UNITED STATES of America, Plaintiff-Appellant, v. Dennis PLEMONS, Defendant-Appellee.
Dennis Plemons was convicted of being a felon in possession of a firearm in violation of 18 U.S.C. § 922(g)(1). He was originally sentenced under the Armed Career Criminal Act (“ACCA”) based on his prior Tennessee convictions, including two aggravated assaults and one aggravated burglary. However, the sentence was vacated after this court ruled en banc in United States v. Stitt that Tennessee aggravated burglary does not qualify as a violent felony for purposes of the ACCA. Plemons was then resentenced without an ACCA enhancement. The government appealed and while the appeal was pending the U.S. Supreme Court overturned Stitt. The Sixth Circuit has interpreted the Supreme Court's decision as reinstating pre-Stitt Sixth Circuit case law, which recognizes Tennessee aggravated burglary as a violent felony under the ACCA. Therefore, we REVERSE and REMAND for resentencing under the ACCA.
In 2014, Plemons pled guilty to possessing a firearm as a felon in violation of 18 U.S.C. § 922(g)(1). He had several prior Tennessee convictions, including two aggravated assault convictions and one aggravated burglary conviction and was sentenced to 188 months’ imprisonment as an armed career criminal under 18 U.S.C. § 924(e)(1), which mandates a minimum of 180 months’ imprisonment.
Plemons appealed his sentence. While the appeal was pending we decided that Tennessee's aggravated burglary statute is broader than generic burglary, such that “Tennessee aggravated burglary is not a violent felony for purposes of the ACCA.” United States v. Stitt, 860 F.3d 854, 856 (6th Cir. 2017) (en banc), rev'd, United States v. Stitt, ––– U.S. ––––, 139 S. Ct. 399, 202 L.Ed.2d 364 (2018). This court vacated Plemons's sentence and remanded the case because his armed-career-criminal classification depended in part upon his prior Tennessee aggravated burglary conviction.
On remand the district court recalculated Plemons's guideline range without the ACCA enhancement and sentenced him to 90 months’ imprisonment. At the sentencing hearing the government noted that it had petitioned the Supreme Court for certiorari to review Stitt and sought to preserve review of Plemons's sentence if the Supreme Court did in fact overturn Stitt. In 2018 the Supreme Court unanimously reversed Stitt. See United States v. Stitt, ––– U.S. ––––, 139 S. Ct. 399, 403–08, 202 L.Ed.2d 364 (2018).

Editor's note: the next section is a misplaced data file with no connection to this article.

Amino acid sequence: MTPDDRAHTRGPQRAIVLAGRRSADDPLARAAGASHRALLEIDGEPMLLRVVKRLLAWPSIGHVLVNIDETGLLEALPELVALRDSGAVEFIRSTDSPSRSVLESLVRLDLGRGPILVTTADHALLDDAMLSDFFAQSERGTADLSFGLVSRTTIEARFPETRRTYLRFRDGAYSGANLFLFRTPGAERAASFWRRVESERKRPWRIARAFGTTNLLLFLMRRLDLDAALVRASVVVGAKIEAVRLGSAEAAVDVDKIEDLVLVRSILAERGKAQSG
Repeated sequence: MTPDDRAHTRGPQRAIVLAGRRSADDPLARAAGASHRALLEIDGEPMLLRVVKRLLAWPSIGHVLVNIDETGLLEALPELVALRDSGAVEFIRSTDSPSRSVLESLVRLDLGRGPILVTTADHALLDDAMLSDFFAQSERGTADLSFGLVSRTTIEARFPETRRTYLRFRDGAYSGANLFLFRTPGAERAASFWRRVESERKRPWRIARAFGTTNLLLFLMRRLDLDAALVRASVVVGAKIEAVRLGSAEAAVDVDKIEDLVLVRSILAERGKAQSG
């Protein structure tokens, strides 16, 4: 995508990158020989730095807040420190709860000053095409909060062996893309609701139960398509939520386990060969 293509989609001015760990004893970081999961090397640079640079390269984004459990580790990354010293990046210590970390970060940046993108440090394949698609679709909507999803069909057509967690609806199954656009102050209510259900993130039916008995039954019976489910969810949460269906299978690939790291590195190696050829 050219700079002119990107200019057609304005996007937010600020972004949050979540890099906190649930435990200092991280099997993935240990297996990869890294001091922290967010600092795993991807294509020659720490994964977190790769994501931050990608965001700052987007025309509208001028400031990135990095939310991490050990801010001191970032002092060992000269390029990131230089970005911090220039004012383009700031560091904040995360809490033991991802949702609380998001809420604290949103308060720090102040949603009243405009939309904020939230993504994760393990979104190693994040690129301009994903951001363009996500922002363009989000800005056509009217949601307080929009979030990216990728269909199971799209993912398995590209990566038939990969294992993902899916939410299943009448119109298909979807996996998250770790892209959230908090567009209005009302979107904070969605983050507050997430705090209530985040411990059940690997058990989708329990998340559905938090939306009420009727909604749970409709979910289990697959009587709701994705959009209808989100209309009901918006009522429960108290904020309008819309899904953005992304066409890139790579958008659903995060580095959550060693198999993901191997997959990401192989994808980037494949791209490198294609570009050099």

We review de novo the district court's interpretation and application of the ACCA. See United States v. Stafford, 721 F.3d 380, 395–96 (6th Cir. 2013). Plemons argues that plain error review should apply because “the government presented no argument in support of its brief statement that Stitt could one day be overturned.” However, the government raised the issue to the district court several times, adequately preserving the issue for review. See, e.g., United States v. Brown, 957 F.3d 679, 682–84 (6th Cir. 2020). Accordingly, we review de novo.
The ACCA provides enhanced penalties, including a fifteen-year mandatory-minimum prison sentence, for a felon who possesses a firearm if the defendant has three or more prior convictions “for a violent felony or a serious drug offense, or both, committed on occasions different from one another.” 18 U.S.C. § 924(e)(1). “Violent felony” is defined as:
any crime punishable by imprisonment for a term exceeding one year ․ that—
(i) has as an element the use, attempted use, or threatened use of physical force against the person of another; or
(ii) is burglary, arson, or extortion, involves use of explosives, or otherwise involves conduct that presents a serious potential risk of physical injury to another.1
Id. § 924(e)(2)(B). Courts interpret “this section to create three different grounds for liability: the ‘use-of-force’ clause in § 924(e)(2)(B)(i); the ‘enumerated-offenses’ clause in § 924(e)(2)(B)(ii); and the ‘residual clause’ immediately following the enumerated-offenses in § 924(e)(2)(B)(ii).” See United States v. Priddy, 808 F.3d 676, 683 (6th Cir. 2015).